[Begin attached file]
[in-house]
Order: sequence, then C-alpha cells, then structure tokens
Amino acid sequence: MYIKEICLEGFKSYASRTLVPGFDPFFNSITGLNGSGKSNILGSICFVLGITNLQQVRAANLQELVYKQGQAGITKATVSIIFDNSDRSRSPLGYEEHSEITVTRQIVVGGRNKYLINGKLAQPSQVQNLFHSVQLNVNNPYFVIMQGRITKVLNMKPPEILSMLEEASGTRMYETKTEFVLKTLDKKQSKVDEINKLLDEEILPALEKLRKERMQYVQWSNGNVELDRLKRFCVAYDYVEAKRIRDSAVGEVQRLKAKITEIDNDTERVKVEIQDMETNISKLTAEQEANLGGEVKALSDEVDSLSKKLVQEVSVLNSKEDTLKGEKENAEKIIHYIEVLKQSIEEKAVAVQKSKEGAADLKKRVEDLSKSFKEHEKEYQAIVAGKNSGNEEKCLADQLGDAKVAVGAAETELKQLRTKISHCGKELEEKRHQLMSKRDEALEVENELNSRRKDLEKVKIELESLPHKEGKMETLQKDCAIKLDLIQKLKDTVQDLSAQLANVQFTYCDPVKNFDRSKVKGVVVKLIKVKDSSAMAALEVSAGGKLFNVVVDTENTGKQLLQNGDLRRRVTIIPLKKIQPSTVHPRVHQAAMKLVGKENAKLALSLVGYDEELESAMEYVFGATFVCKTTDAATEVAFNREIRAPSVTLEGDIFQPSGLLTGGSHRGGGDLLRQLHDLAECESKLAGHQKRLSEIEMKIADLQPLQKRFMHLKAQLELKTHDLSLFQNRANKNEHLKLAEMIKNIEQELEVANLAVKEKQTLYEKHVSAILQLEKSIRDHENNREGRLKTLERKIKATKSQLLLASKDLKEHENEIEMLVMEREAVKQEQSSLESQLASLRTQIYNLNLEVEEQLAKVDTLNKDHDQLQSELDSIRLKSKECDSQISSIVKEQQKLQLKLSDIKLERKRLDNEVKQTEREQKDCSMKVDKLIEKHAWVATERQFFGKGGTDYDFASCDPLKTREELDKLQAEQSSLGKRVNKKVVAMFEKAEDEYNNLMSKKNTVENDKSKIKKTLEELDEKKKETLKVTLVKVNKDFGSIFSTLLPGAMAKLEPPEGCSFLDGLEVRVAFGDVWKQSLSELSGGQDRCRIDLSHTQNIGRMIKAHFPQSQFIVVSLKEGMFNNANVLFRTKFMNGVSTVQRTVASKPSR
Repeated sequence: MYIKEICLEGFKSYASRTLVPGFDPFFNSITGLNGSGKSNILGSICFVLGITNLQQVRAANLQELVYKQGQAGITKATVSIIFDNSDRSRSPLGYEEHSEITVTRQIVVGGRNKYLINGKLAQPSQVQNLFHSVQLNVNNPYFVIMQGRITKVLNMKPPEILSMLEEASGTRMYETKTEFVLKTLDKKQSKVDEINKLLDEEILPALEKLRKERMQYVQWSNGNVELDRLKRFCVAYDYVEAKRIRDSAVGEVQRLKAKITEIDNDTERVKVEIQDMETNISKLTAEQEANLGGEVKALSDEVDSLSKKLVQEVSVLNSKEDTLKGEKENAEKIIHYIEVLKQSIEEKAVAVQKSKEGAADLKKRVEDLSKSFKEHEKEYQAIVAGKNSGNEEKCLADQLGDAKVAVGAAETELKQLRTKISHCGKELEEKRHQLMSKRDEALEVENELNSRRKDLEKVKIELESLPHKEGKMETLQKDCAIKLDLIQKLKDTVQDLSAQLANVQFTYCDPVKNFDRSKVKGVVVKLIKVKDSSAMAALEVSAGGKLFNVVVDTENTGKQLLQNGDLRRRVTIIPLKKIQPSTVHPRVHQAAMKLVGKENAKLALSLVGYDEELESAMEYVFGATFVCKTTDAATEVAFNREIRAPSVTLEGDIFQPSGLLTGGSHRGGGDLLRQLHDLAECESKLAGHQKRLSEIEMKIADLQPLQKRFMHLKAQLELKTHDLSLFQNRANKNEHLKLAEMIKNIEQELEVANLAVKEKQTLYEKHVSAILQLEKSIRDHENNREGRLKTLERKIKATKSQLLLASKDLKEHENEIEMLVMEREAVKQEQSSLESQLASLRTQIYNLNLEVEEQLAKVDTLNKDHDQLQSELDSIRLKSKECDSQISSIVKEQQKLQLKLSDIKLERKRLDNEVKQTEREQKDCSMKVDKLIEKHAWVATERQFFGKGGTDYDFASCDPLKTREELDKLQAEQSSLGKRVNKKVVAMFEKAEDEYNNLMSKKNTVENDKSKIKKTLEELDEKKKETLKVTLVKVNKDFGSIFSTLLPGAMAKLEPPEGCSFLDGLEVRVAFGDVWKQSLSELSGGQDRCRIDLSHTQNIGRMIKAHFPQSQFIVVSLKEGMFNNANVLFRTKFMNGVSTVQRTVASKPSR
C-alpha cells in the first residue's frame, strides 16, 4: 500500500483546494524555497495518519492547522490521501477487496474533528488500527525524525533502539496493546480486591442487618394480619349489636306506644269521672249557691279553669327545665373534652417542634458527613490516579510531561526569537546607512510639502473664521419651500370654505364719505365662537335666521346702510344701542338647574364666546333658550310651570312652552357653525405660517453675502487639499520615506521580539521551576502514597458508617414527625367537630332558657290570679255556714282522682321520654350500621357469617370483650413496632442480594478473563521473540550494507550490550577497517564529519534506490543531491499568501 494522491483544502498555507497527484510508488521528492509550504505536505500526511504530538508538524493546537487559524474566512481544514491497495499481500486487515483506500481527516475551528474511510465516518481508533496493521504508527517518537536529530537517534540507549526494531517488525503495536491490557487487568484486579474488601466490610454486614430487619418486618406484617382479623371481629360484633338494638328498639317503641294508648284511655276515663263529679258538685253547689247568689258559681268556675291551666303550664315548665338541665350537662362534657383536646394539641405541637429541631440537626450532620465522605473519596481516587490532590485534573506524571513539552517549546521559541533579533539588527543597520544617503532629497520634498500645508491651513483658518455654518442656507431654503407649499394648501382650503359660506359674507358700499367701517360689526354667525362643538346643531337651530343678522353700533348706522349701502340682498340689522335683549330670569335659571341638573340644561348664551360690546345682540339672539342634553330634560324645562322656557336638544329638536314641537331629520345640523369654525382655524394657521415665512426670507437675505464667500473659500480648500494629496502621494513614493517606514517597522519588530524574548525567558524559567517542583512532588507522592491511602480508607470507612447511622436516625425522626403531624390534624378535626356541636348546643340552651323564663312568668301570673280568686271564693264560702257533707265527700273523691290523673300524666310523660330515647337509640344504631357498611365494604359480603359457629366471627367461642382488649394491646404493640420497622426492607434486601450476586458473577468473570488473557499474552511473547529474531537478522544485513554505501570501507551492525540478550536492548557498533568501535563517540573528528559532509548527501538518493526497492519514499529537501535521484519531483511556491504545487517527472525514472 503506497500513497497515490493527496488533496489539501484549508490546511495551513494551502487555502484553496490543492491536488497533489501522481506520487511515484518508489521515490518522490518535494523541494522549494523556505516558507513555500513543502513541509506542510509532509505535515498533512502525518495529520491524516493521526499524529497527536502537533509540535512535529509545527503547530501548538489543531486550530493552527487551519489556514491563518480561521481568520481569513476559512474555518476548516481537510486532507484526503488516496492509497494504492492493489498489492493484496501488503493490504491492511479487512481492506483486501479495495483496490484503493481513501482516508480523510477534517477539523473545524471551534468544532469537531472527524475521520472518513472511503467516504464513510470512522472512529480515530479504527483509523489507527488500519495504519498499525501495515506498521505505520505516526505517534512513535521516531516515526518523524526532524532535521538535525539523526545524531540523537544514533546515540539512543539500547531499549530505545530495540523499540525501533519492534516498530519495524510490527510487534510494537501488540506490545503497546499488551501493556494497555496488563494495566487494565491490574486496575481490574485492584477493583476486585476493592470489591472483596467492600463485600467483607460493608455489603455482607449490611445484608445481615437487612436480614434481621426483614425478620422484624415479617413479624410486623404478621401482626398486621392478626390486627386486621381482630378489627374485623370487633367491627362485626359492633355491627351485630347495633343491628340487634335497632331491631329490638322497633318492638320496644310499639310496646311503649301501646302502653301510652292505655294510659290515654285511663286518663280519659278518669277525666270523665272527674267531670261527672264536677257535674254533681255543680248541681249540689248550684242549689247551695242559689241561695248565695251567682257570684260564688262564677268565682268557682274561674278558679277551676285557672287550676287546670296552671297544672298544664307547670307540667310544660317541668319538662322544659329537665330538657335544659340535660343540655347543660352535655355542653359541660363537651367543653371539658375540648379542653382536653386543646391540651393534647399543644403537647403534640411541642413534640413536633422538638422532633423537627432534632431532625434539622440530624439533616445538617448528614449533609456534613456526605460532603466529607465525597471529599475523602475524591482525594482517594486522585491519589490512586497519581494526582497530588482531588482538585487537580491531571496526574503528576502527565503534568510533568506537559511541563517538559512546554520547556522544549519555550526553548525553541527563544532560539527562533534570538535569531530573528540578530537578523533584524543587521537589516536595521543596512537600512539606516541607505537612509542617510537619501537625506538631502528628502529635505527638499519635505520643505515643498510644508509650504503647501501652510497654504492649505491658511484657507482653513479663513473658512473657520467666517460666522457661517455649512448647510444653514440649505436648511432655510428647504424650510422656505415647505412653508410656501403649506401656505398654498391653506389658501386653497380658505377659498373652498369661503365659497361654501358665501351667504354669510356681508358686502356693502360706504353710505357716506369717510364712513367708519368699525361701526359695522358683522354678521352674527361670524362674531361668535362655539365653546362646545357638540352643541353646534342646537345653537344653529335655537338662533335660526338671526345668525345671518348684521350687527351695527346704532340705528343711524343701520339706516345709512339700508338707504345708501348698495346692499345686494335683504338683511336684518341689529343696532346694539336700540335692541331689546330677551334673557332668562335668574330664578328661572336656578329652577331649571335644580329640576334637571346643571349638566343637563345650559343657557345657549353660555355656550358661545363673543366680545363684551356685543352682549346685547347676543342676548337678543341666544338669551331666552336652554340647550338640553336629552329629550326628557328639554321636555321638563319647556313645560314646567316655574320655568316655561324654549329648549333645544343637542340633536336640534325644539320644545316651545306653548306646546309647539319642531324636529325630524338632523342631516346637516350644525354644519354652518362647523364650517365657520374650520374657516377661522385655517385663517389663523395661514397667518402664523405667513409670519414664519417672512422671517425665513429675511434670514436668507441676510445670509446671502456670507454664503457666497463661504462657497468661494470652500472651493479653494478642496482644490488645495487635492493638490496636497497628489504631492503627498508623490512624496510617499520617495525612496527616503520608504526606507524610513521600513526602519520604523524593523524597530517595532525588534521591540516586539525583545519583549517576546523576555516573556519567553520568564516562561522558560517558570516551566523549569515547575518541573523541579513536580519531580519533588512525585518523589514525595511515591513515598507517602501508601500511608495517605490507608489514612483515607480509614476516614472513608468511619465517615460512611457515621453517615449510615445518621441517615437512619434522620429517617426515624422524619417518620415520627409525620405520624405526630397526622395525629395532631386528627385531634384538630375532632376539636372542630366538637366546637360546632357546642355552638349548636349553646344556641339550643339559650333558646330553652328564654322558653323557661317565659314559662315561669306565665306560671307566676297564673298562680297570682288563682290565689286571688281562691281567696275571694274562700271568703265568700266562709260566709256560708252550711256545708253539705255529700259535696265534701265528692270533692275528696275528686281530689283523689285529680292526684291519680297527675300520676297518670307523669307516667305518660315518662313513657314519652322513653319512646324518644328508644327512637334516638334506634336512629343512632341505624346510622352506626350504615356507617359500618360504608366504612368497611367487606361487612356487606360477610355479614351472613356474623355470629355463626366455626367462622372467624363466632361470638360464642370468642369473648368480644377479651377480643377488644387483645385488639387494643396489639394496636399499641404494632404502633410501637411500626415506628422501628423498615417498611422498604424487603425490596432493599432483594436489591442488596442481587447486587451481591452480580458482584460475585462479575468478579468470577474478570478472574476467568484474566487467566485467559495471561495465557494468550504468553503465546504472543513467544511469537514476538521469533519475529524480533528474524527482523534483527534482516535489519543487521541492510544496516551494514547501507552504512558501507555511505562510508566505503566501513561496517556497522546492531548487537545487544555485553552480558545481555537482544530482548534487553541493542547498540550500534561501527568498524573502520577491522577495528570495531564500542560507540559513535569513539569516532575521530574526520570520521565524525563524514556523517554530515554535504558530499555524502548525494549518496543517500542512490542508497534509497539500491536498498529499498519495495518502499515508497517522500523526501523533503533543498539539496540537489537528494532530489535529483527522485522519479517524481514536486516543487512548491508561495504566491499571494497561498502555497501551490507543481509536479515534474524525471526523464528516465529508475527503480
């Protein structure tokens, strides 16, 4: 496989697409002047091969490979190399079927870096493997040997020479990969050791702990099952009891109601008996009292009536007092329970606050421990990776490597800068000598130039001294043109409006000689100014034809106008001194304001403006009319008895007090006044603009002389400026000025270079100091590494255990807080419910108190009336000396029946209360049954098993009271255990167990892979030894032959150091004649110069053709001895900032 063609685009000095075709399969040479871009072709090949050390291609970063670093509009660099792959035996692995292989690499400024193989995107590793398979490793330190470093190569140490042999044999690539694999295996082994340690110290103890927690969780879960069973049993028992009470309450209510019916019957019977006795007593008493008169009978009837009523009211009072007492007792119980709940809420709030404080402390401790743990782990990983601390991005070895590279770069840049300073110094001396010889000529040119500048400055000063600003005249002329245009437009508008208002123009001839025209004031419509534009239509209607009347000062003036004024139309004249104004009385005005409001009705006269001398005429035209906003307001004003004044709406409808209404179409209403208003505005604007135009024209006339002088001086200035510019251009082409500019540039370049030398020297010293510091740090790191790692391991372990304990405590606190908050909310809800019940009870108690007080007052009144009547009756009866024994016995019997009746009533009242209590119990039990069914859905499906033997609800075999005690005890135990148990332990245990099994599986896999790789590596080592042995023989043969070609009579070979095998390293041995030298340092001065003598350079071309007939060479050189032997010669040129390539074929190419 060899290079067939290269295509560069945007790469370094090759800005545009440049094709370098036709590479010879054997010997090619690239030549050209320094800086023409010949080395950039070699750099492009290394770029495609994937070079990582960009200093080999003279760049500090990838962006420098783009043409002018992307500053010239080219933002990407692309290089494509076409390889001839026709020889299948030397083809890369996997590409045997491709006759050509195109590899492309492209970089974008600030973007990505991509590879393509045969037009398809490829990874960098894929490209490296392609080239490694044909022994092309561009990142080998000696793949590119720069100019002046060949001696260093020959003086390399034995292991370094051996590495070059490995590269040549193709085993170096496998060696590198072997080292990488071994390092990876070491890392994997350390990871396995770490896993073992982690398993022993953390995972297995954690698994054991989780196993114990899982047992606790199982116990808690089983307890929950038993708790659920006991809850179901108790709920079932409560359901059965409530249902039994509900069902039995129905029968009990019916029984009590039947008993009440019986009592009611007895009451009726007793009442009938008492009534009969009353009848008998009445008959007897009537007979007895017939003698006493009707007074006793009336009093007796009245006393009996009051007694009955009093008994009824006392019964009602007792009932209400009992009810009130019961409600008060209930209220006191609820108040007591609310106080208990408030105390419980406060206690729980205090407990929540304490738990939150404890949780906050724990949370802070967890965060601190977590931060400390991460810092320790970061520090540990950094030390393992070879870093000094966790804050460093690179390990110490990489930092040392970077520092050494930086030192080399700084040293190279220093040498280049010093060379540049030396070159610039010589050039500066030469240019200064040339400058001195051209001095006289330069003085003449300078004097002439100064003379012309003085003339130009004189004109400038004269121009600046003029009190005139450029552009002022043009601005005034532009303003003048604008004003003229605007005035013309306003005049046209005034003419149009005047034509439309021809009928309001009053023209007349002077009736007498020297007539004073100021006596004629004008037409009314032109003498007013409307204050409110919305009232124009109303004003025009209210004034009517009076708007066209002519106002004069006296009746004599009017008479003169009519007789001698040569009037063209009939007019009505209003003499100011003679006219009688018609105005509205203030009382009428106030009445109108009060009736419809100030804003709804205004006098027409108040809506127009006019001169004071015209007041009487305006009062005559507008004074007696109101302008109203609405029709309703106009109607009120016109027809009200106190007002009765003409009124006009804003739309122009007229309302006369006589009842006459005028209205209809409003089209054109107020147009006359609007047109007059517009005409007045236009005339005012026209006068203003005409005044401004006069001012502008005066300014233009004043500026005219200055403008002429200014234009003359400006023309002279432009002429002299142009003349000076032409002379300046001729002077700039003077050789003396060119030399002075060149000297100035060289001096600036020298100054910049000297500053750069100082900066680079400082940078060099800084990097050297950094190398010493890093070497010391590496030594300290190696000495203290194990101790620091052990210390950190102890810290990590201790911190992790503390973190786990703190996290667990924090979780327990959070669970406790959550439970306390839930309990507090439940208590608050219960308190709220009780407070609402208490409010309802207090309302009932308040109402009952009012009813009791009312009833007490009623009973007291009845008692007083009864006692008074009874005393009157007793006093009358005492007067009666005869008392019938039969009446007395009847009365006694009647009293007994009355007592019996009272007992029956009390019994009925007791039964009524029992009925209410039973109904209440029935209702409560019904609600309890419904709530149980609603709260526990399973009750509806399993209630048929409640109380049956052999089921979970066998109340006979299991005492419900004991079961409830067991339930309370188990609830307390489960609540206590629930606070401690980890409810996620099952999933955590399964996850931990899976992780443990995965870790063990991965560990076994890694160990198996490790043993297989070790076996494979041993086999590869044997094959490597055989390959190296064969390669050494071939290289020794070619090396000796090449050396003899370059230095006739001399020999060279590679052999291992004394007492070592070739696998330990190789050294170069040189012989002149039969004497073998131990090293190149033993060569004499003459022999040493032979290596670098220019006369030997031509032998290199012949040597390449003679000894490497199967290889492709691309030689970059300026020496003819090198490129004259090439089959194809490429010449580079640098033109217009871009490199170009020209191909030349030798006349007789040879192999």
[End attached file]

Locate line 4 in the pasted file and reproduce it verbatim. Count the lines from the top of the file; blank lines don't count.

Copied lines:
Repeated sequence: MYIKEICLEGFKSYASRTLVPGFDPFFNSITGLNGSGKSNILGSICFVLGITNLQQVRAANLQELVYKQGQAGITKATVSIIFDNSDRSRSPLGYEEHSEITVTRQIVVGGRNKYLINGKLAQPSQVQNLFHSVQLNVNNPYFVIMQGRITKVLNMKPPEILSMLEEASGTRMYETKTEFVLKTLDKKQSKVDEINKLLDEEILPALEKLRKERMQYVQWSNGNVELDRLKRFCVAYDYVEAKRIRDSAVGEVQRLKAKITEIDNDTERVKVEIQDMETNISKLTAEQEANLGGEVKALSDEVDSLSKKLVQEVSVLNSKEDTLKGEKENAEKIIHYIEVLKQSIEEKAVAVQKSKEGAADLKKRVEDLSKSFKEHEKEYQAIVAGKNSGNEEKCLADQLGDAKVAVGAAETELKQLRTKISHCGKELEEKRHQLMSKRDEALEVENELNSRRKDLEKVKIELESLPHKEGKMETLQKDCAIKLDLIQKLKDTVQDLSAQLANVQFTYCDPVKNFDRSKVKGVVVKLIKVKDSSAMAALEVSAGGKLFNVVVDTENTGKQLLQNGDLRRRVTIIPLKKIQPSTVHPRVHQAAMKLVGKENAKLALSLVGYDEELESAMEYVFGATFVCKTTDAATEVAFNREIRAPSVTLEGDIFQPSGLLTGGSHRGGGDLLRQLHDLAECESKLAGHQKRLSEIEMKIADLQPLQKRFMHLKAQLELKTHDLSLFQNRANKNEHLKLAEMIKNIEQELEVANLAVKEKQTLYEKHVSAILQLEKSIRDHENNREGRLKTLERKIKATKSQLLLASKDLKEHENEIEMLVMEREAVKQEQSSLESQLASLRTQIYNLNLEVEEQLAKVDTLNKDHDQLQSELDSIRLKSKECDSQISSIVKEQQKLQLKLSDIKLERKRLDNEVKQTEREQKDCSMKVDKLIEKHAWVATERQFFGKGGTDYDFASCDPLKTREELDKLQAEQSSLGKRVNKKVVAMFEKAEDEYNNLMSKKNTVENDKSKIKKTLEELDEKKKETLKVTLVKVNKDFGSIFSTLLPGAMAKLEPPEGCSFLDGLEVRVAFGDVWKQSLSELSGGQDRCRIDLSHTQNIGRMIKAHFPQSQFIVVSLKEGMFNNANVLFRTKFMNGVSTVQRTVASKPSR